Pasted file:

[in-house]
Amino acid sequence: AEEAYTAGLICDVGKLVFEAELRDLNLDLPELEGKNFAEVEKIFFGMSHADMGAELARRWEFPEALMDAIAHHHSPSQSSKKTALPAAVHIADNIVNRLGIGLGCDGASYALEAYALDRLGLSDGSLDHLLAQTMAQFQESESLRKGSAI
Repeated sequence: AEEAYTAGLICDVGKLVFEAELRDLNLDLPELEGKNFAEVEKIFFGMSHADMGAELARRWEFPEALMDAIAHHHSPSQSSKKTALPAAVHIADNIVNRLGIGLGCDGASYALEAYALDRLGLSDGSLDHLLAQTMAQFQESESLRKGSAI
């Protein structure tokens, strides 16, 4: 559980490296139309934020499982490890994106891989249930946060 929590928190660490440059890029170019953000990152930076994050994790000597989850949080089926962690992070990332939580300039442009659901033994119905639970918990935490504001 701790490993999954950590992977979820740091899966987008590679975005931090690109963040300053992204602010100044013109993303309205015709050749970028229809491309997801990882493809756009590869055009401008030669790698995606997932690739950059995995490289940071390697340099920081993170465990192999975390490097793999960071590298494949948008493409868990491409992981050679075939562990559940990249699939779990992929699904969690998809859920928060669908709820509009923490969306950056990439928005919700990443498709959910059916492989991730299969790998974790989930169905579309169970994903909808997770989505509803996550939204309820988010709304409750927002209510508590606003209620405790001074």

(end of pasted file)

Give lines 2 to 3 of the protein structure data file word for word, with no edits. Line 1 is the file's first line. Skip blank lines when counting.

Amino acid sequence: AEEAYTAGLICDVGKLVFEAELRDLNLDLPELEGKNFAEVEKIFFGMSHADMGAELARRWEFPEALMDAIAHHHSPSQSSKKTALPAAVHIADNIVNRLGIGLGCDGASYALEAYALDRLGLSDGSLDHLLAQTMAQFQESESLRKGSAI
Repeated sequence: AEEAYTAGLICDVGKLVFEAELRDLNLDLPELEGKNFAEVEKIFFGMSHADMGAELARRWEFPEALMDAIAHHHSPSQSSKKTALPAAVHIADNIVNRLGIGLGCDGASYALEAYALDRLGLSDGSLDHLLAQTMAQFQESESLRKGSAI